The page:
It was at that moment that Jobs launched a new grand strategy that would transform Apple
and with it the entire technology industry.
The personal computer, instead of edging toward the sidelines,
would become a "digital hub" that coordinated a variety of devices, from music players to video recorders to cameras.
You'd link and sync all these devices with your computer,
and it would manage your music, pictures, video, text, and all aspects of what Jobs dubbed your "digital lifestyle."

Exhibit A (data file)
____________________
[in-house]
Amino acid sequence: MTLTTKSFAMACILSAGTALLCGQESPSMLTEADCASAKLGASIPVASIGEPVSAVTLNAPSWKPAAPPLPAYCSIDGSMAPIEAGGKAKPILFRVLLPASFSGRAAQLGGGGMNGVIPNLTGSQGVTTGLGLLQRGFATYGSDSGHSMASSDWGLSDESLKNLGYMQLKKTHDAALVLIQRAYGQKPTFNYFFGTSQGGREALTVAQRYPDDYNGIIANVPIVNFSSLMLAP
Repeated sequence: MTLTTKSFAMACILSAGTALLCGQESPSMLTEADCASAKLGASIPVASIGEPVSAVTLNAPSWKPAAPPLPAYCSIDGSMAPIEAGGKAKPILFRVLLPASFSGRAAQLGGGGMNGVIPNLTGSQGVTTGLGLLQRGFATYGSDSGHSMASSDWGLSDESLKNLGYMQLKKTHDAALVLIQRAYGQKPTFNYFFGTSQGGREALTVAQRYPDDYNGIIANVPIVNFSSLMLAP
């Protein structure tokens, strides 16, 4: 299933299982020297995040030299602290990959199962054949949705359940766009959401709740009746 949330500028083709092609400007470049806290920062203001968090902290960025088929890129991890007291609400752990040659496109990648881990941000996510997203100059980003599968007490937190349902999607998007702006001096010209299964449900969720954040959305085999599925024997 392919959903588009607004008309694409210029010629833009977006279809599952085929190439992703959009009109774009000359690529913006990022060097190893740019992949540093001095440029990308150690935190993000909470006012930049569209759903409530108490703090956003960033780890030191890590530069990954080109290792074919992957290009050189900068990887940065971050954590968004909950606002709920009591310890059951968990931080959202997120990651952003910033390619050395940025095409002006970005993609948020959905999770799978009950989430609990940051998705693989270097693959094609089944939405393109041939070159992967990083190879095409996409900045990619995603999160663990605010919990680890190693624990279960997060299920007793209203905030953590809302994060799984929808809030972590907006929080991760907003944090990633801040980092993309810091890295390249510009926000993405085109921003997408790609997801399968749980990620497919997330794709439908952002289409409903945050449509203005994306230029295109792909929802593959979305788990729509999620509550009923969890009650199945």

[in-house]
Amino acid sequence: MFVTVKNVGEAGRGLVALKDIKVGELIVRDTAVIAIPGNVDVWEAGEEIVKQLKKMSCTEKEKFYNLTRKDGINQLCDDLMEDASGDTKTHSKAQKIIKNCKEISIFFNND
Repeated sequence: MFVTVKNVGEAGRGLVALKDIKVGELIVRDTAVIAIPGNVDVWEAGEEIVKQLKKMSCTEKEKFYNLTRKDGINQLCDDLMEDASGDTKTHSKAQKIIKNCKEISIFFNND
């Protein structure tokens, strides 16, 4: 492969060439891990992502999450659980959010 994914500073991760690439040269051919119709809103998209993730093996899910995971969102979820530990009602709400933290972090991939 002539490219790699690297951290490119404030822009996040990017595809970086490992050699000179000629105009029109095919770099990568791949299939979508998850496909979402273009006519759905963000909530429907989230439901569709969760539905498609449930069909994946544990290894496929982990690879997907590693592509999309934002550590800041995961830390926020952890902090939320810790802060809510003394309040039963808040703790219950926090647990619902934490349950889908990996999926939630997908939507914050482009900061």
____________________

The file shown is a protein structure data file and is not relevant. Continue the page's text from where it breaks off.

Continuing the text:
Apple would no longer be just a computer company -- indeed it would drop that word from its name
but the Macintosh would be reinvigorated by becoming the hub for an astounding array of new gadgets, including the iPod and iPhone and iPad.
When he was turning thirty, Jobs had used a metaphor about record albums.
He was musing about why folks over thirty develop rigid thought patterns and tend to be less innovative.
"People get stuck in those patterns, just like grooves in a record, and they never get out of them," he said.
At age forty-five, Jobs was now about to get out of his groove.